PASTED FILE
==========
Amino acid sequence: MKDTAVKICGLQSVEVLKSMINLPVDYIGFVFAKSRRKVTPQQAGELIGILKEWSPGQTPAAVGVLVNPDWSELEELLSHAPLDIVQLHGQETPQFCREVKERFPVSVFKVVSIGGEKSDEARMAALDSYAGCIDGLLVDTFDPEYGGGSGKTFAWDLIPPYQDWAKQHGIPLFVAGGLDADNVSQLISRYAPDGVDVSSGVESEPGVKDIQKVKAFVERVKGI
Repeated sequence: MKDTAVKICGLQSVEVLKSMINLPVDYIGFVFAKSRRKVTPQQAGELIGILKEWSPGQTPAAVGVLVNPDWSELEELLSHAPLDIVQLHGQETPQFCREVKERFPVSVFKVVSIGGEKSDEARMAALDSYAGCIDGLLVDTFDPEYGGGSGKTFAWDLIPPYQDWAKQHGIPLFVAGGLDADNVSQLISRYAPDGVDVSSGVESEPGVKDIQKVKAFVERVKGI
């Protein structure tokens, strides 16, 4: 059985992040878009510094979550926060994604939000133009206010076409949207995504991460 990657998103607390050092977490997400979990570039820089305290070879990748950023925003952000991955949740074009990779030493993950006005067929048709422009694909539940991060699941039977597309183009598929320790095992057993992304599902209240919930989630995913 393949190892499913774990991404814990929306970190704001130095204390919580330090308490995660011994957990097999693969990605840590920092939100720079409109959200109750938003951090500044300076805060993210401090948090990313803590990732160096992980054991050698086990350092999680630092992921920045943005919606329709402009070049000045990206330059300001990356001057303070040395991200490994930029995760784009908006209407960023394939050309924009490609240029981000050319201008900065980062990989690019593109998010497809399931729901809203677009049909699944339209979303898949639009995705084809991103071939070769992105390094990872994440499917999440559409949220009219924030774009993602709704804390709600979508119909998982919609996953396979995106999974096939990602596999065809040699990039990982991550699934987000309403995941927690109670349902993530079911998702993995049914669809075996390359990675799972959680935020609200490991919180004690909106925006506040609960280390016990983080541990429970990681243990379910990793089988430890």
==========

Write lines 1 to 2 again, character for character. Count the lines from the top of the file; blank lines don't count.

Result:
Amino acid sequence: MKDTAVKICGLQSVEVLKSMINLPVDYIGFVFAKSRRKVTPQQAGELIGILKEWSPGQTPAAVGVLVNPDWSELEELLSHAPLDIVQLHGQETPQFCREVKERFPVSVFKVVSIGGEKSDEARMAALDSYAGCIDGLLVDTFDPEYGGGSGKTFAWDLIPPYQDWAKQHGIPLFVAGGLDADNVSQLISRYAPDGVDVSSGVESEPGVKDIQKVKAFVERVKGI
Repeated sequence: MKDTAVKICGLQSVEVLKSMINLPVDYIGFVFAKSRRKVTPQQAGELIGILKEWSPGQTPAAVGVLVNPDWSELEELLSHAPLDIVQLHGQETPQFCREVKERFPVSVFKVVSIGGEKSDEARMAALDSYAGCIDGLLVDTFDPEYGGGSGKTFAWDLIPPYQDWAKQHGIPLFVAGGLDADNVSQLISRYAPDGVDVSSGVESEPGVKDIQKVKAFVERVKGI